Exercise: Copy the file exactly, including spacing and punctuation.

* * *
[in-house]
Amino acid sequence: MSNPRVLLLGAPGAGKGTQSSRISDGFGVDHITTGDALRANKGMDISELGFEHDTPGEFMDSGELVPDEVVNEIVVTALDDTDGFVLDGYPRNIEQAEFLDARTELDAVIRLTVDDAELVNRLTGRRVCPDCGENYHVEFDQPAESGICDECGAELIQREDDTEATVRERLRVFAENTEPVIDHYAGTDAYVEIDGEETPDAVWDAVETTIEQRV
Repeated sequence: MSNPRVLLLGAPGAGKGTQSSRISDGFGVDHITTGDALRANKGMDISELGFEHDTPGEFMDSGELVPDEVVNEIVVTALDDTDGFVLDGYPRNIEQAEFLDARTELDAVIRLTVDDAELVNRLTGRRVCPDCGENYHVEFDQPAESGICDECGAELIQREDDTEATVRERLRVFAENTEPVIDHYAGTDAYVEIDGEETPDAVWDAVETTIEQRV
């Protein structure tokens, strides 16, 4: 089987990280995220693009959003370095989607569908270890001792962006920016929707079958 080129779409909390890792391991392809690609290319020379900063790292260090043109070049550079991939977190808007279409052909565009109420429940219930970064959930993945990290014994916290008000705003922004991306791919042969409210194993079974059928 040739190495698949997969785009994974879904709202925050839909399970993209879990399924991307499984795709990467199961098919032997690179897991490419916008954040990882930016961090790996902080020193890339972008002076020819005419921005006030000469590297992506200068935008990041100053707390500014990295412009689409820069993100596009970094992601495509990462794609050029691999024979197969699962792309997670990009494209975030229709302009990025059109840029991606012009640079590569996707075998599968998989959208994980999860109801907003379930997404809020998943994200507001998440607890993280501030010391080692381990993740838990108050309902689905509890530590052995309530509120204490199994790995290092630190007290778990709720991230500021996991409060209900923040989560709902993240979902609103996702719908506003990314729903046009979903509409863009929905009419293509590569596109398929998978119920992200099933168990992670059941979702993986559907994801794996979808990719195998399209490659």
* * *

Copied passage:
[in-house]
Amino acid sequence: MSNPRVLLLGAPGAGKGTQSSRISDGFGVDHITTGDALRANKGMDISELGFEHDTPGEFMDSGELVPDEVVNEIVVTALDDTDGFVLDGYPRNIEQAEFLDARTELDAVIRLTVDDAELVNRLTGRRVCPDCGENYHVEFDQPAESGICDECGAELIQREDDTEATVRERLRVFAENTEPVIDHYAGTDAYVEIDGEETPDAVWDAVETTIEQRV
Repeated sequence: MSNPRVLLLGAPGAGKGTQSSRISDGFGVDHITTGDALRANKGMDISELGFEHDTPGEFMDSGELVPDEVVNEIVVTALDDTDGFVLDGYPRNIEQAEFLDARTELDAVIRLTVDDAELVNRLTGRRVCPDCGENYHVEFDQPAESGICDECGAELIQREDDTEATVRERLRVFAENTEPVIDHYAGTDAYVEIDGEETPDAVWDAVETTIEQRV
């Protein structure tokens, strides 16, 4: 089987990280995220693009959003370095989607569908270890001792962006920016929707079958 080129779409909390890792391991392809690609290319020379900063790292260090043109070049550079991939977190808007279409052909565009109420429940219930970064959930993945990290014994916290008000705003922004991306791919042969409210194993079974059928 040739190495698949997969785009994974879904709202925050839909399970993209879990399924991307499984795709990467199961098919032997690179897991490419916008954040990882930016961090790996902080020193890339972008002076020819005419921005006030000469590297992506200068935008990041100053707390500014990295412009689409820069993100596009970094992601495509990462794609050029691999024979197969699962792309997670990009494209975030229709302009990025059109840029991606012009640079590569996707075998599968998989959208994980999860109801907003379930997404809020998943994200507001998440607890993280501030010391080692381990993740838990108050309902689905509890530590052995309530509120204490199994790995290092630190007290778990709720991230500021996991409060209900923040989560709902993240979902609103996702719908506003990314729903046009979903509409863009929905009419293509590569596109398929998978119920992200099933168990992670059941979702993986559907994801794996979808990719195998399209490659």